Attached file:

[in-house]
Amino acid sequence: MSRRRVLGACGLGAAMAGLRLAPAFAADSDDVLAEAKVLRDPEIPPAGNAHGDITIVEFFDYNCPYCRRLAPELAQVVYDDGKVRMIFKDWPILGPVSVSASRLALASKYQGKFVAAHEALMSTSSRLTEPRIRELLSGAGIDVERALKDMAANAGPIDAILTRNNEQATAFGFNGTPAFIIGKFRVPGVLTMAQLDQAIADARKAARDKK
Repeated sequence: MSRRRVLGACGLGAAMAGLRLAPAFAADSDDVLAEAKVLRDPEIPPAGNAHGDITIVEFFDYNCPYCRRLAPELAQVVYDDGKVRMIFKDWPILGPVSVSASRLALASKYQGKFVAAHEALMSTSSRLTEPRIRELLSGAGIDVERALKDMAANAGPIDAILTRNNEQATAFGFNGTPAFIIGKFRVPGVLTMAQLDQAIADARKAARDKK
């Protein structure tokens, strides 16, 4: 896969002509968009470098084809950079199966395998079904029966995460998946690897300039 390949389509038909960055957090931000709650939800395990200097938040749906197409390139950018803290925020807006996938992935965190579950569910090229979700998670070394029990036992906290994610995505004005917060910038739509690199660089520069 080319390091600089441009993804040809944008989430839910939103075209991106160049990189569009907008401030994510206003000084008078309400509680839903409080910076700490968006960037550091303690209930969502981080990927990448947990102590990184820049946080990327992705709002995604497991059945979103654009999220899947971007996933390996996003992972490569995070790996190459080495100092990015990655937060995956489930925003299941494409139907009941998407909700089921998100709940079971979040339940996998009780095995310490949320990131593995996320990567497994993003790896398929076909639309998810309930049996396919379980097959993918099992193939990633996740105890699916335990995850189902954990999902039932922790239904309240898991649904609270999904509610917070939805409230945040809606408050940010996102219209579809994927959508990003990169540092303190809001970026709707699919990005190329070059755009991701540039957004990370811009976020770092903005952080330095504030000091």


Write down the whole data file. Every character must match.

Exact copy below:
[in-house]
Amino acid sequence: MSRRRVLGACGLGAAMAGLRLAPAFAADSDDVLAEAKVLRDPEIPPAGNAHGDITIVEFFDYNCPYCRRLAPELAQVVYDDGKVRMIFKDWPILGPVSVSASRLALASKYQGKFVAAHEALMSTSSRLTEPRIRELLSGAGIDVERALKDMAANAGPIDAILTRNNEQATAFGFNGTPAFIIGKFRVPGVLTMAQLDQAIADARKAARDKK
Repeated sequence: MSRRRVLGACGLGAAMAGLRLAPAFAADSDDVLAEAKVLRDPEIPPAGNAHGDITIVEFFDYNCPYCRRLAPELAQVVYDDGKVRMIFKDWPILGPVSVSASRLALASKYQGKFVAAHEALMSTSSRLTEPRIRELLSGAGIDVERALKDMAANAGPIDAILTRNNEQATAFGFNGTPAFIIGKFRVPGVLTMAQLDQAIADARKAARDKK
């Protein structure tokens, strides 16, 4: 896969002509968009470098084809950079199966395998079904029966995460998946690897300039 390949389509038909960055957090931000709650939800395990200097938040749906197409390139950018803290925020807006996938992935965190579950569910090229979700998670070394029990036992906290994610995505004005917060910038739509690199660089520069 080319390091600089441009993804040809944008989430839910939103075209991106160049990189569009907008401030994510206003000084008078309400509680839903409080910076700490968006960037550091303690209930969502981080990927990448947990102590990184820049946080990327992705709002995604497991059945979103654009999220899947971007996933390996996003992972490569995070790996190459080495100092990015990655937060995956489930925003299941494409139907009941998407909700089921998100709940079971979040339940996998009780095995310490949320990131593995996320990567497994993003790896398929076909639309998810309930049996396919379980097959993918099992193939990633996740105890699916335990995850189902954990999902039932922790239904309240898991649904609270999904509610917070939805409230945040809606408050940010996102219209579809994927959508990003990169540092303190809001970026709707699919990005190329070059755009991701540039957004990370811009976020770092903005952080330095504030000091």